Nearly 30 years ago, Mary-Claire King, PhD, made a discovery that would revolutionize the way the scientific community thought about inherited disease: She found a gene on chromosome 17 that was linked to countless cases of breast and ovarian cancer. The gene would later be named BRCA1, and it would be joined by BRCA2 a year later. We now know that people with a BRCA1 or 2 mutation are at a higher risk of developing certain cancers, and physicians and patients are using this information for prevention and early diagnosis.
Ever since Dr. King’s discovery, researchers have continued to search for genetic links, and a study published in JAMA Oncology in August provides new insight into those efforts.
Low-Dose Aspirin May Protect Against Ovarian Cancer
A study published in JAMA Oncology in October found that taking a low dose (100 milligrams or less) of aspirin every day may reduce the risk of ovarian cancer by 23 percent. Taking a standard dose (325 mg) did not have the same effect, and women who regularly take nonsteroidal anti-inflammatory drugs (NSAIDs) appeared to have a higher risk of developing ovarian cancer. Similar findings were reported earlier this year in the Journal of the National Cancer Institute. Other recently published studies, however, found that low-dose aspirin may pose a risk of harm. See the news item on page two for more information on those findings.
New Genes Linked to Breast and Ovarian Cancer. The researchers from Ambry Genetics looked at the genes of more than 11,000 people with breast cancer (including 123 men), ovarian cancer, or both, and nearly 4,000 healthy controls. They confirmed that two previously identified additional genes are associated with a higher risk of breast cancer (PALB2, CHEK2), and two are associated with an increased risk of ovarian cancer (RAD51C, TP53). They also reported that two new genes, ATM and MSH6, should now be considered possible predisposition genes for both diseases. They did not find a relationship between the BRIP1, RAD51C, RAD51D, MSH2, or PMS2 genes and a higher risk of breast cancer, despite other research that suggested such a link.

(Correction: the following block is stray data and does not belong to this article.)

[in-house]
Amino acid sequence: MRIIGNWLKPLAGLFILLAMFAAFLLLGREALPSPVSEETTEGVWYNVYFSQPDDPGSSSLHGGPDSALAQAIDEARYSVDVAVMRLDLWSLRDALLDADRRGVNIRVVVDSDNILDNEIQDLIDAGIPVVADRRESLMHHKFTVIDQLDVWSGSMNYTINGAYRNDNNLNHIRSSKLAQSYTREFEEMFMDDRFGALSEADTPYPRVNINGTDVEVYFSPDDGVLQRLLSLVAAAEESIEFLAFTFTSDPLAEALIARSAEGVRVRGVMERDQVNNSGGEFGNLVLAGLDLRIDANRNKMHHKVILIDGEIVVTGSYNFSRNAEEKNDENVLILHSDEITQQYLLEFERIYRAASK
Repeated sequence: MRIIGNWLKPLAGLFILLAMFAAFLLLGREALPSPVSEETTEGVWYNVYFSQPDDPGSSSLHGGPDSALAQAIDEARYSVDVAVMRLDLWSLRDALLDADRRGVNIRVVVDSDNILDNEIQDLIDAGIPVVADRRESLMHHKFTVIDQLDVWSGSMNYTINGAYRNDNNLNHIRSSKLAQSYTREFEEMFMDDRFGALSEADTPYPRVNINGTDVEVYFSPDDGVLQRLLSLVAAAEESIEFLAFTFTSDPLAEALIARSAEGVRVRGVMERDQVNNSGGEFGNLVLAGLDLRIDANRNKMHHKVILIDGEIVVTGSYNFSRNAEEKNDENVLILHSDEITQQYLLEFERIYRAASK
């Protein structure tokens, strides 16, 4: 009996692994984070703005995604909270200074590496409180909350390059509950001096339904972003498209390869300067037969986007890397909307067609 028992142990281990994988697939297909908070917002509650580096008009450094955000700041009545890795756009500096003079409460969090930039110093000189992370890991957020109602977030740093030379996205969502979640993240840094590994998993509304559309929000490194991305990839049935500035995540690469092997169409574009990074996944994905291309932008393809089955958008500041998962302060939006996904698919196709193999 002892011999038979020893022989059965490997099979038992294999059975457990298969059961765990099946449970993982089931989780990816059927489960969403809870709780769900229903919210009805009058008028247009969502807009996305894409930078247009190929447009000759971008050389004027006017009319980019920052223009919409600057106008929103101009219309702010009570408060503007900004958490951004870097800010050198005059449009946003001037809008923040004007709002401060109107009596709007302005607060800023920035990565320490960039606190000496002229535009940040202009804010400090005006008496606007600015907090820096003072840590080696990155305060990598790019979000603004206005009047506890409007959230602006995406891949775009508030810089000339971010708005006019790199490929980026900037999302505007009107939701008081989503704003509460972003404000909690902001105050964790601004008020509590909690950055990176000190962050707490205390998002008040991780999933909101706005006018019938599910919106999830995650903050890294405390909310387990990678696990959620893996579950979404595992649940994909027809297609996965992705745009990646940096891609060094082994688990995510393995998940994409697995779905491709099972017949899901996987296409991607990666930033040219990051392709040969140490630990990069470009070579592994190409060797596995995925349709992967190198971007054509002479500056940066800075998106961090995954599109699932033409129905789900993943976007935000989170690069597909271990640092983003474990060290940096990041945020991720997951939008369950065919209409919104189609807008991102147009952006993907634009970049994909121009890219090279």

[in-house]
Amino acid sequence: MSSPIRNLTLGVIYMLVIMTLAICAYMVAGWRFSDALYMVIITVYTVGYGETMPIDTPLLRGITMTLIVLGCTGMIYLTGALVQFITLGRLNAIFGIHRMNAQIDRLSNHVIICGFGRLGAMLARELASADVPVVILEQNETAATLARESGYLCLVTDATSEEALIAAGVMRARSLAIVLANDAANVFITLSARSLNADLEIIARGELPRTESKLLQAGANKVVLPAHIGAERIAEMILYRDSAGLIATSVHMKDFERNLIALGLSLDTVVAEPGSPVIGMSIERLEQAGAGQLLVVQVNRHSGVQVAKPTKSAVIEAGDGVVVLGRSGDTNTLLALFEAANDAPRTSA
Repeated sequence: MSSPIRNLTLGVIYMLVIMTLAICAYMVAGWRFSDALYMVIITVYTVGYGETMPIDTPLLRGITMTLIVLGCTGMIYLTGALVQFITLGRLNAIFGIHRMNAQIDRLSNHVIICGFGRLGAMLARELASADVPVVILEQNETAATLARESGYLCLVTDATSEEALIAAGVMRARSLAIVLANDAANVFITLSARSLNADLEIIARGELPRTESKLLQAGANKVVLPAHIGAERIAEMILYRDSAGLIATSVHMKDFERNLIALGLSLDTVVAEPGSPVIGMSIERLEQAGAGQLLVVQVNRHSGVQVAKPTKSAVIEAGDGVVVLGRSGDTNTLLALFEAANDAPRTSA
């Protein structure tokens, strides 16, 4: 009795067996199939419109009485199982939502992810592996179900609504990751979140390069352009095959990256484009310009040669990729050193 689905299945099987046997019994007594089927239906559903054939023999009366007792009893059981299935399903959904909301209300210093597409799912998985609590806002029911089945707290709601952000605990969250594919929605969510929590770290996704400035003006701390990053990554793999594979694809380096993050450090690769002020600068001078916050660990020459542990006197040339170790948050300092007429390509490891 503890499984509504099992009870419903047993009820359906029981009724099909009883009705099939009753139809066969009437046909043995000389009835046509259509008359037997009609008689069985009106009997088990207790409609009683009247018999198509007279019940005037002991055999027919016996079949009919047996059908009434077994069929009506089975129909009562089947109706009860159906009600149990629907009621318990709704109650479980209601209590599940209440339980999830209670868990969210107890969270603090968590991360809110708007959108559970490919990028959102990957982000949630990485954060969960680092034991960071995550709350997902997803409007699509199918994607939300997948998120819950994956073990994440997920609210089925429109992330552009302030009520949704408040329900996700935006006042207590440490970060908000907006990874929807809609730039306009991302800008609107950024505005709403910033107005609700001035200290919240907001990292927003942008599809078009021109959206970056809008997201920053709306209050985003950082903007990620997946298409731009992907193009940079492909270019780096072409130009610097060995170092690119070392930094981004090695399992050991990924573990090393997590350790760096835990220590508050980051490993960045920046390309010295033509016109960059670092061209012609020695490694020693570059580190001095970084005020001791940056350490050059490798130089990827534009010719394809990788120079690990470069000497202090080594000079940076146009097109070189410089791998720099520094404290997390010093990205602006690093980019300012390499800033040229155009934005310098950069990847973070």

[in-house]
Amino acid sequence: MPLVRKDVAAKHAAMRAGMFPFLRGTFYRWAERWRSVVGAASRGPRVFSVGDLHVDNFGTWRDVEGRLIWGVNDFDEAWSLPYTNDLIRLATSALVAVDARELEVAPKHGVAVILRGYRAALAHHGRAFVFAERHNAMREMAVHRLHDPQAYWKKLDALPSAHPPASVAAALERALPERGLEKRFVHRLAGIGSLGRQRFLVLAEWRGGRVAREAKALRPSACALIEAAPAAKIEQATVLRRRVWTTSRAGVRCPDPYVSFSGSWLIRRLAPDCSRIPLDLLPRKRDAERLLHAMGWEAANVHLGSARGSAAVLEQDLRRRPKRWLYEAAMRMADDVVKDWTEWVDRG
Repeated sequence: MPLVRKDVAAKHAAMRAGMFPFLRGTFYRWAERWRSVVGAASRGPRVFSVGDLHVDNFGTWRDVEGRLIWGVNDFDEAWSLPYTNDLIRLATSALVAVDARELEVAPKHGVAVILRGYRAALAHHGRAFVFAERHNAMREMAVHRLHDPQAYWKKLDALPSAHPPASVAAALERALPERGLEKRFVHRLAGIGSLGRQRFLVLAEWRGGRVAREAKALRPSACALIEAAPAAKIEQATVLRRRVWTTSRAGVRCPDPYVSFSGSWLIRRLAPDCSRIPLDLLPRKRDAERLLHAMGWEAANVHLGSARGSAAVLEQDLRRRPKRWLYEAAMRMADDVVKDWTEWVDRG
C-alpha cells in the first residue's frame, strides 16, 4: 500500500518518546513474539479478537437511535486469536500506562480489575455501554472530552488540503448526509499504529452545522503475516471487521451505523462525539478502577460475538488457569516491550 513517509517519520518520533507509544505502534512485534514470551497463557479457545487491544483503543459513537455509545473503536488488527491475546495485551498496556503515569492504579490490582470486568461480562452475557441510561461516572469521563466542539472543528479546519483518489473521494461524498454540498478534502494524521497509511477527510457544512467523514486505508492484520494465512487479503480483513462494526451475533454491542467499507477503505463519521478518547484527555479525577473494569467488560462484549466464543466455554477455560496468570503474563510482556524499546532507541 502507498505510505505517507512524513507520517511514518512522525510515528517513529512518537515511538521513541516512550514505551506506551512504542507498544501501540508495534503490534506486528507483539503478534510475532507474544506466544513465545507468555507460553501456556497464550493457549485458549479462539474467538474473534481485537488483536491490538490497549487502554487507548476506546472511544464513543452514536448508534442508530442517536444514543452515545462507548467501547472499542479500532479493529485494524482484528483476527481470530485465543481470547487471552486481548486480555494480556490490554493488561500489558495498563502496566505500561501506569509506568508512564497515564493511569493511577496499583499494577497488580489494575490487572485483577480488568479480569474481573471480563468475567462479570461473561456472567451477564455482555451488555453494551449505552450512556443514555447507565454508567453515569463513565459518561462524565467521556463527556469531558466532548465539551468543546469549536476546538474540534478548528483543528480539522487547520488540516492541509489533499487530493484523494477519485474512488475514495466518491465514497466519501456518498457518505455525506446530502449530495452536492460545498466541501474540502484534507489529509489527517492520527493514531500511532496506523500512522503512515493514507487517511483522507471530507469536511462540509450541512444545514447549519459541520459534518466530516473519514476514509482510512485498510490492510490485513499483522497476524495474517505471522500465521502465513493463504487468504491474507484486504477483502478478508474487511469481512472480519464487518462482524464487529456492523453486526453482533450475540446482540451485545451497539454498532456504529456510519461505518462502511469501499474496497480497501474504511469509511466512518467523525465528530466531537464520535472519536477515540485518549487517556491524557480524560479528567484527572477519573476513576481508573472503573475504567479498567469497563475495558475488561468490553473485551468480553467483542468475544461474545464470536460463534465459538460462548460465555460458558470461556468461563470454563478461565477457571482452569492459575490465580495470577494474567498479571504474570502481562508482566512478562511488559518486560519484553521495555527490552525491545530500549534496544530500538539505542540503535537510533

People Don’t Know They’re at Risk. While scientists know more than ever about the genetic underpinnings of disease, patients are still often in the dark. More than 80 percent of people who are carrying a high-risk gene are unaware of it, according to a study published in September in JAMA Network Open. Most people discover their genetic risk only when they or a family member are diagnosed with cancer. That’s a missed opportunity for early diagnosis and prevention, noted lead author Michael Murray, MD, FACMG, FACP, in a Yale University press release.
What You Should Know. If you have a family history of breast or ovarian cancer, genetic counseling and possibly testing may provide insight into your own level of risk. Genetic testing is not recommended for people who do not have a family history of these diseases.
If you test positive for a genetic mutation that is associated with breast or ovarian cancer, it does not mean you will develop cancer, only that you are at a higher risk. Risk-reduction strategies, such as more frequent screening, may be recommended. Similarly, testing negative for these genes does not mean that you will not develop breast or ovarian cancer, as they account for only a portion of breast and ovarian cancer cases.
THE VIEW FROM DUKE
A Significant Step Forward
“Approximately 3 to 5 percent of breast cancers and 16 to 18 percent of ovarian cancers are caused by inherited mutations in the genes BRCA1 or BRCA2. Over the last decade, researchers have identified additional genes, such as PALB2 and RAD51C, that are also associated with increased risk of breast or ovarian cancer. The present study is a significant step forward as it suggests that two new genes, MSH6 and ATM, may also be associated with increased risks of these cancers. This is important information as individuals identified as having a mutation in one of these genes can take advantage of proven strategies to reduce their risk. If you do have a family history of breast or ovarian cancer, genetic counseling and, in appropriate cases, genetic testing can help clarify your risks and strategies are best suited to reduce those risks.”
Noah D. Kauff, MD
Director, Clinical Cancer Genetics,
Duke Cancer Institute,
Duke University Health System
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